(Editor’s note: This is the second of a three-part series exploring the progress of East Providence’s 10-year effort to redevelop its waterfront and what it might mean for a similar effort underway in Providence.)more
Policy changes by two of the biggest players in the mortgage market could open doors to home purchases this fall by thousands of people who were hard hit by the housing bust and who thought they’d have to wait for years before owning again.
Federal agencies weren’t functioning much of October, but six of them are looking at a proposal that could squeeze huge numbers of buyers out of the mortgage market: a mandatory 30 percent down payment for borrowers who seek the best rates and terms.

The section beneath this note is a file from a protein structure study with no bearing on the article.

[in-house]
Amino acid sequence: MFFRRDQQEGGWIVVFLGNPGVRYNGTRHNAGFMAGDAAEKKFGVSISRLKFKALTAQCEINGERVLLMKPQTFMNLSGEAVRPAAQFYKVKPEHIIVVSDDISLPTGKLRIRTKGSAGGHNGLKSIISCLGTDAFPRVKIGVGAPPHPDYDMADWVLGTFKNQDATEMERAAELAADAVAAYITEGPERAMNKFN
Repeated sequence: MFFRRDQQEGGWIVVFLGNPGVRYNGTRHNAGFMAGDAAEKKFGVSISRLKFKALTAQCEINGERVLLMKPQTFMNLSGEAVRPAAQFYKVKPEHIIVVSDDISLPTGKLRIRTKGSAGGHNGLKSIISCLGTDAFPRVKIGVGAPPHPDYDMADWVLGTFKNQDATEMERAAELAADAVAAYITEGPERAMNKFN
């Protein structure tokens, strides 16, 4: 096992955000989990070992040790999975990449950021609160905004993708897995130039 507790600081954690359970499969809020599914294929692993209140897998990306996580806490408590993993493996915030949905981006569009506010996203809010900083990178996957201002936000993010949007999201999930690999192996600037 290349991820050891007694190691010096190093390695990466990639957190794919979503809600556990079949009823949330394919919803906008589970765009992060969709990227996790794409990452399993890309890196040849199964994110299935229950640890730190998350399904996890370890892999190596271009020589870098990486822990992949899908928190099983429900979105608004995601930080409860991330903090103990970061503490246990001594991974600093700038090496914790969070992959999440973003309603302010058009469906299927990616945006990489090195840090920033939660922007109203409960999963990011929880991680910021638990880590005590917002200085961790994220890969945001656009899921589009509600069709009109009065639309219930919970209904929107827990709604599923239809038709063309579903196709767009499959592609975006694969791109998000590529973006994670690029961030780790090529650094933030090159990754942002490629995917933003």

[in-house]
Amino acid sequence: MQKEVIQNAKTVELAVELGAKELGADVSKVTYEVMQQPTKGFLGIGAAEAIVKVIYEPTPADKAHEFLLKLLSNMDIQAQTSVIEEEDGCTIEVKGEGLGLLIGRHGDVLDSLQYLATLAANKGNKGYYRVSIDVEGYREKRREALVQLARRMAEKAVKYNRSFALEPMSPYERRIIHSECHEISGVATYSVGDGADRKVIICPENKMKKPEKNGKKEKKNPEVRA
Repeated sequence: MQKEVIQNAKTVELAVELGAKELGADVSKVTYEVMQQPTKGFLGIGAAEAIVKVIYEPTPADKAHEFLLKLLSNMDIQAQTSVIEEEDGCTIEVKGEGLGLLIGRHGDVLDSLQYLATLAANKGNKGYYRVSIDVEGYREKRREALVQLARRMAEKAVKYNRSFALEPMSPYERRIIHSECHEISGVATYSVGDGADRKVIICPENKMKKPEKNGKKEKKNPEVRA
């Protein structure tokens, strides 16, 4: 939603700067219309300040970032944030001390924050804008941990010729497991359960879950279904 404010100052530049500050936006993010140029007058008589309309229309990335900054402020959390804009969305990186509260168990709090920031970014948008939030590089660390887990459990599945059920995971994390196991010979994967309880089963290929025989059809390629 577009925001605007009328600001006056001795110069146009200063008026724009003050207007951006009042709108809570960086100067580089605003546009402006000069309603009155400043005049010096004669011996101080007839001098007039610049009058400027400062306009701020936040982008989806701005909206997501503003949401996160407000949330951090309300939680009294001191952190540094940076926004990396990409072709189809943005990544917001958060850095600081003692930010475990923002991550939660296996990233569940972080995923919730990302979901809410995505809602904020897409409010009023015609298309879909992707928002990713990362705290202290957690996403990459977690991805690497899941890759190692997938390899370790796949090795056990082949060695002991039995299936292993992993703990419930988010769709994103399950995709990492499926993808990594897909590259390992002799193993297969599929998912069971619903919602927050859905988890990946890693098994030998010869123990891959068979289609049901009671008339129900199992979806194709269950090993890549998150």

The verdict was nearly unanimous at a recent hearing on Capitol Hill: The new federal “ability to repay” and “qualified mortgage” regulations that took effect Jan. 10 will make obtaining credit tougher, not easier, this year, and potentially force large numbers of credit-worthy homebuyers to defer or cancel their plans.
The numbers of affected consumers are as yet impossible to predict, but mortgage credit experts warn that the recent massive data breaches at Target, Neiman Marcus and other retailers could have significant side impacts on some real estate transactions in the coming months, as damaged credit files depress scores and jeopardize loan applications and home sales.
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